POLITICS
02/23/2017 08:02 pm ET Updated Feb 28, 2017

Arizona Republicans Want To Prosecute Protesters The Same Way They Do Terrorists

Lawmakers say they're targeting "paid protesters."

UPDATE: Feb. 28 ― Arizona House Speaker J.D. Mesnard (R) announced Monday that the chamber will not hear a bill that would permit the government to seize protesters’ assets and prosecute them under a racketeering law designed to target organized crime.

Mesnard told The Arizona Republic he reached his decision after hundreds of constituents called his office to express their concerns.

“At the end of the day, I think the people need to know we are not about limiting people’s rights,” he said. “The sponsor is not about it, the governor is not about it, the government is not about that. The most efficient, expedient way to communicate that is to kill the bill.”

Previously:

The Republican-led Arizona state Senate passed a bill on Wednesday that would permit the government to seize protesters’ assets and prosecute them under a racketeering law designed to target organized crime.

Senate Bill 1142 seeks to limit political demonstrations by expanding the definition of a “riot” to include actions that damage property, and making rioting an offense that can be prosecuted under racketeering statutes. If the measure passes in the GOP-controlled state House and is signed into law, protesting in Arizona would be on par with terrorism.

Republican lawmakers say the legislation is intended to limit the influence of paid protesters, a popular conservative conspiracy-theory scapegoat for grassroots demonstrations that have been intensifying since the election of President Donald Trump. There’s no evidence of any paid protest movement.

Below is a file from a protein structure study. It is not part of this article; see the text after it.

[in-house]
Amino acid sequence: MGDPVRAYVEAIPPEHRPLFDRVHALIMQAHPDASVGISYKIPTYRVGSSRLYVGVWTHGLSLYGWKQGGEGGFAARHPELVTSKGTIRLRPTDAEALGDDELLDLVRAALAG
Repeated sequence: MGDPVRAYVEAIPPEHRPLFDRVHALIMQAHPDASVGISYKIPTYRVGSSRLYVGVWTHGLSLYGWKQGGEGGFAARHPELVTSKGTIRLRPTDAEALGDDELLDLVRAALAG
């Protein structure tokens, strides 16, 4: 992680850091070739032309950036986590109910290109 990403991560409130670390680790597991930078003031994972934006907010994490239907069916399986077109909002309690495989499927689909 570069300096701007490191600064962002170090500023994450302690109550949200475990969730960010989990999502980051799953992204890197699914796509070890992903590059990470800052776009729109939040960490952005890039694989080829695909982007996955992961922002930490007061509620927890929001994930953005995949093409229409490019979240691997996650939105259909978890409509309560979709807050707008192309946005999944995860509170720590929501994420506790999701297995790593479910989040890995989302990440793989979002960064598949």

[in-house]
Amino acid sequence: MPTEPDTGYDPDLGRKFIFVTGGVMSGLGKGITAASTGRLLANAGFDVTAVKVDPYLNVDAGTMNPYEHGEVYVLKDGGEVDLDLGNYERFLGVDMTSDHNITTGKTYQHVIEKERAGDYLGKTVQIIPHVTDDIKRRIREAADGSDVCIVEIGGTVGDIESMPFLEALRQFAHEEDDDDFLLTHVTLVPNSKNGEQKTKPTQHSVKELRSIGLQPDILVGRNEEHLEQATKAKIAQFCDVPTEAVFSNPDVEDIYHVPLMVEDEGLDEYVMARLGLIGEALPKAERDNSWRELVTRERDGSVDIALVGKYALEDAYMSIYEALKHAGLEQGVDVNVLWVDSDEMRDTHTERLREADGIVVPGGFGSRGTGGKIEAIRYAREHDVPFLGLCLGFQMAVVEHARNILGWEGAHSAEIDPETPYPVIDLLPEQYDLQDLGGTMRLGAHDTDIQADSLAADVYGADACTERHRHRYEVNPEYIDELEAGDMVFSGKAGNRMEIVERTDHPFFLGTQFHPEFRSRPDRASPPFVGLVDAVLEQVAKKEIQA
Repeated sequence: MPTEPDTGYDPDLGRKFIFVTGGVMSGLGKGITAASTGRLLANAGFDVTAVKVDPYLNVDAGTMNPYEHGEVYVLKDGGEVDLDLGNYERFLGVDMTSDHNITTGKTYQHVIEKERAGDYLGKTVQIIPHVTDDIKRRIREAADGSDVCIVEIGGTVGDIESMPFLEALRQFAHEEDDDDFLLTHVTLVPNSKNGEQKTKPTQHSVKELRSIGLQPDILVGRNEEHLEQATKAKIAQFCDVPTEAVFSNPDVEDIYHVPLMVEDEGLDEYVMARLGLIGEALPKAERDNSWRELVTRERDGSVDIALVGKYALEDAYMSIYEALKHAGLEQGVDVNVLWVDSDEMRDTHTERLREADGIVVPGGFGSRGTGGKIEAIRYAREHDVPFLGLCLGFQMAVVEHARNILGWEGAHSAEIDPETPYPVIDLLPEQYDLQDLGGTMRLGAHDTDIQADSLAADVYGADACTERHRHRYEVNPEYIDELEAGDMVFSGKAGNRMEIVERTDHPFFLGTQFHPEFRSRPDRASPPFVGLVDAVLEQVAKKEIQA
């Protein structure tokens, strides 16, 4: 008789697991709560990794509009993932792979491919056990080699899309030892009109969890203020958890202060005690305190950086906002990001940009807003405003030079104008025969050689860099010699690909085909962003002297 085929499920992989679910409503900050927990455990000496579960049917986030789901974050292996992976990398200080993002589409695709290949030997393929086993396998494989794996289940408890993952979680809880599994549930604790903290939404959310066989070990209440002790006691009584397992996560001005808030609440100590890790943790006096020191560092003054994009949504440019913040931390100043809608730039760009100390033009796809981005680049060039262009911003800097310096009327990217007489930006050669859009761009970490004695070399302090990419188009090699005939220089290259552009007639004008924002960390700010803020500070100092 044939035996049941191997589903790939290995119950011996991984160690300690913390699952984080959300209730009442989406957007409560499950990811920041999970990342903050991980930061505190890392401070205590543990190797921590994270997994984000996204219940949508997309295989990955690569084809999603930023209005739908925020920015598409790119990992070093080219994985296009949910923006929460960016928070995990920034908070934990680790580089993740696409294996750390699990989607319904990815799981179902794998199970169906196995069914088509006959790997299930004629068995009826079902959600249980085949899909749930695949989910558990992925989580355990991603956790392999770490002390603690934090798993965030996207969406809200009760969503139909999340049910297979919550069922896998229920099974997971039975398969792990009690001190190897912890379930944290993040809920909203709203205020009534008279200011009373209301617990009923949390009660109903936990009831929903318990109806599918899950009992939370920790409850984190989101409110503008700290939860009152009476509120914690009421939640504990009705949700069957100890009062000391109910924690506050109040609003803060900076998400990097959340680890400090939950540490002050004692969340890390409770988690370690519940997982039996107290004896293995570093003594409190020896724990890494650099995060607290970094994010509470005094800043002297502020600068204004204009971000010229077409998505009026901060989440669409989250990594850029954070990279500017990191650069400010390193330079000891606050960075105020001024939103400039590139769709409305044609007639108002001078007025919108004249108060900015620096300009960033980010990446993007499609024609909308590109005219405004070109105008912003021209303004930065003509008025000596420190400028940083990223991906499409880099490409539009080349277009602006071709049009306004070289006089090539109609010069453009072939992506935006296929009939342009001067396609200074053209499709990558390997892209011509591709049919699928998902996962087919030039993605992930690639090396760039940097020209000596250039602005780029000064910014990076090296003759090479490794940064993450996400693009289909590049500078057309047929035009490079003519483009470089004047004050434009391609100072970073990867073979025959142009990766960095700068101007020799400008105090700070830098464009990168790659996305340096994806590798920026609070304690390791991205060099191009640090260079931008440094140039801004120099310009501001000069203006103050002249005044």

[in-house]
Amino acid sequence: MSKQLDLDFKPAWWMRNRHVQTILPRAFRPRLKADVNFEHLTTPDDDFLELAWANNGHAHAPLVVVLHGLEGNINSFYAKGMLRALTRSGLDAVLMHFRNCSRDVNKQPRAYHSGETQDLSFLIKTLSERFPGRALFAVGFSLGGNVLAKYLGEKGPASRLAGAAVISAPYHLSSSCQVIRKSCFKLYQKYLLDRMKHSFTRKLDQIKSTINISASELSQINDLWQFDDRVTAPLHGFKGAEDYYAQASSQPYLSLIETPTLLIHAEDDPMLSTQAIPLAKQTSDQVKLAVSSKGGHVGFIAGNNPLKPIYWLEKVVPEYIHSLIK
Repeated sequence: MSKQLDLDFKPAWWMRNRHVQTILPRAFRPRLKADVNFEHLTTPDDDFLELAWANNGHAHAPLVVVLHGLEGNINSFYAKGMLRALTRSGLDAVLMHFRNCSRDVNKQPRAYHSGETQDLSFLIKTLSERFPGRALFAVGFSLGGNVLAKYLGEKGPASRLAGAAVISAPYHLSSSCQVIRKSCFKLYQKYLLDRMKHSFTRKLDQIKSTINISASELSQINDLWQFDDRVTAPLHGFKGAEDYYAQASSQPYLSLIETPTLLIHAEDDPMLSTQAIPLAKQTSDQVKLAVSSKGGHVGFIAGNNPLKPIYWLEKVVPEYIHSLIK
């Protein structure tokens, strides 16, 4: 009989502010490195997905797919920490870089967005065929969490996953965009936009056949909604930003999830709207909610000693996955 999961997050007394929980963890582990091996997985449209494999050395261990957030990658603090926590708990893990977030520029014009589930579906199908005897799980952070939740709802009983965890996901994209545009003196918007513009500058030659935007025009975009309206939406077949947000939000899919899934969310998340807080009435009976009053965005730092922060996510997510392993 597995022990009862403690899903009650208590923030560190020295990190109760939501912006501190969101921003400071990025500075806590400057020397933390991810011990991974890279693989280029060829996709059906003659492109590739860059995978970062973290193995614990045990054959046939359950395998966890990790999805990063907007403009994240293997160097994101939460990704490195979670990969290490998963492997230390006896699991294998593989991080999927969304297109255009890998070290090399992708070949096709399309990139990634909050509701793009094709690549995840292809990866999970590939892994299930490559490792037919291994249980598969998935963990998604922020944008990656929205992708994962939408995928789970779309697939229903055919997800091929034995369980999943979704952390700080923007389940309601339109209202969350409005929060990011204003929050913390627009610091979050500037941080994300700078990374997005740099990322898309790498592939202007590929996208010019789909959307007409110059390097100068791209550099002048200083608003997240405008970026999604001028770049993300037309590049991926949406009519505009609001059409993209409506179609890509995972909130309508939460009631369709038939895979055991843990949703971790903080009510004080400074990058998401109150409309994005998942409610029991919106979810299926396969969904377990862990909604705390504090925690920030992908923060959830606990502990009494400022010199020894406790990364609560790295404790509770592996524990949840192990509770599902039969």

The legislation is written in a way that would allow protesters to be charged ― even if they don’t do anything. As the Arizona Capitol Times reports, racketeering laws permit police to arrest people for planning to commit a crime ― before anything has actually happened. Even those who don’t participate in a demonstration could be charged. The bill’s fact sheet explains that “an overt act is not required” to prove conspiracy. 

The state could seize assets for restitution. As the Phoenix New Times observed: “Plan a protest, lose your house.”

A protester marches around the Arizona State Capitol's grounds in 2012 after the Supreme Court upheld a key part of Arizona's
Darryl Webb / Reuters
A protester marches around the Arizona State Capitol's grounds in 2012 after the Supreme Court upheld a key part of Arizona's crackdown on illegal immigrants.

“The purported purpose for this bill isn’t based in reality,” Steve Kilar, the communications director for the Arizona ACLU, told HuffPost in an email. “The bill’s supporters are using the false ‘paid protestors’ argument to connect this bill to what is commonly the purpose of anti-racketeering laws: targeting the financial incentives of criminal enterprises.

“But if this bill were to pass, ‘riot’ would join ‘terrorism’ as the only racketeering crimes in Arizona that would not require a financial incentive,” Kilar said.

If this bill were to pass, ‘riot’ would join ‘terrorism’ as the only racketeering crimes in Arizona that would not require a financial incentive.

The bill’s implications for free speech apparently are of little concern to state Sen. Sonny Borrelli, the primary sponsor.

Borrelli said in comments published by the Phoenix New Times that the First Amendment is “not absolute,” and that his bill would protect “the civil liabilities of the citizens.”

It’s true that there are limits on free speech ― yelling fire in a theater, for example. Still, the ACLU isn’t sold on Borrelli’s argument.

“There’s no doubt this proposal would chill the public’s right to free speech and assembly because it could allow police and prosecutors to go after the organizers of peaceful protests if a handful of participants engage in unlawful acts,” Kilar said. “Furthermore, the conduct this bill allegedly addresses is prohibited by existing law and there’s no evidence that additional deterrence is necessary to prevent rioting or the incitement of riot.”

The bill passed the state Senate on a party-line vote, with all 17 Republicans voting in favor, and all 13 Democrats opposed. 

HuffPost

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